Susanna Priest: I wouldn’t describe “upstream engagement” as a management tool, although I suppose some people are using it with that in mind. Many of the people who promote consulting the public early and often about emerging technologies genuinely think it’s the right thing to do – that it will improve democracy by allowing more people to participate in technology policy decisions. Others just want to head off trouble, but this approach wasn’t really designed for that purpose. The two essays about the National Citizens’ Technology Forum that I included in this book illustrate one approach to upstream public engagement that was tried for nano. At the moment this is just a sort of experiment, but we do need new forums for people to express their concerns and deliberate thoughtfully about wise courses of action with respect to all kinds of technologies. Government oversight officials and regulators continue to make their best efforts to identify nanotechnology risks.  What do you see as the best ways nano-related professionals can keep the public informed and avoid communications missteps?

Susanna Priest: This is enormously difficult because we don’t want to scare people away from useful products, especially things like medical applications that can save lives. On the other hand, we can’t pretend there are no risks. All technologies have risks. Eventually there could be an accident involving nano (or, at a minimum, a bad public scare), and if people feel they have not been dealt with in an open and transparent way, this can cause a lot of anger and resentment – it’s a big risk in itself! Paul Thompson wrote about finding this difficult middle ground in an essay he contributed to the book, one I put at the very end because it seemed to sum up this dilemma. With funding for many nano-related projects diminishing (or under strain), many research projects and/or institutions simply can’t fund distinct communication efforts. What do you recommend to researchers in those circumstances?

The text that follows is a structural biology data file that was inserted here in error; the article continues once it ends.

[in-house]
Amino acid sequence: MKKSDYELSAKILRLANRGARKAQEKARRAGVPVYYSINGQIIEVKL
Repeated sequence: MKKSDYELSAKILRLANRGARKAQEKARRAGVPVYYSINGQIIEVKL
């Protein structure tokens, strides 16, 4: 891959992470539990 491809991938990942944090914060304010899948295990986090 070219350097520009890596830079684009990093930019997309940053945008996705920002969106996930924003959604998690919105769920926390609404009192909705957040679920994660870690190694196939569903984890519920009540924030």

Susanna Priest: Nanotechnology is in many ways an applied field designed to move quickly out into the commercial sector and generate new revenues; it is not just pure science, in other words. So I hope that those commercial interests will recognize how important it is to continue to be progressive with respect to public communication – to let people know what they are doing, to be transparent about risks as well as benefits, to encourage opportunities to deliberate, and to take public criticism seriously. This is very much in their own self-interest. Many of the social scientists like myself who were funded to look at nanotechnology and public opinion will probably move on to other problems like climate change.